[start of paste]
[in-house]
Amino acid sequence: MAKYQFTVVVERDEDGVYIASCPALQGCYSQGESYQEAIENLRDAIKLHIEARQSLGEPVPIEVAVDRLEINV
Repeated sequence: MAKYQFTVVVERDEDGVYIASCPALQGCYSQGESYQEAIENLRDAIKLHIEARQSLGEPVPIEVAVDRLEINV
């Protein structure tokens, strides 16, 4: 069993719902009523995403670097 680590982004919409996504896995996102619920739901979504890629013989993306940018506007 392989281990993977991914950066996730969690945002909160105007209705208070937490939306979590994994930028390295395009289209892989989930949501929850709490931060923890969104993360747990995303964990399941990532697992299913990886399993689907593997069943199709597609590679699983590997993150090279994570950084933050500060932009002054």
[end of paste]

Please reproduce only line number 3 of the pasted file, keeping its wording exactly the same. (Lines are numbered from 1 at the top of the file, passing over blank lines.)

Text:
Repeated sequence: MAKYQFTVVVERDEDGVYIASCPALQGCYSQGESYQEAIENLRDAIKLHIEARQSLGEPVPIEVAVDRLEINV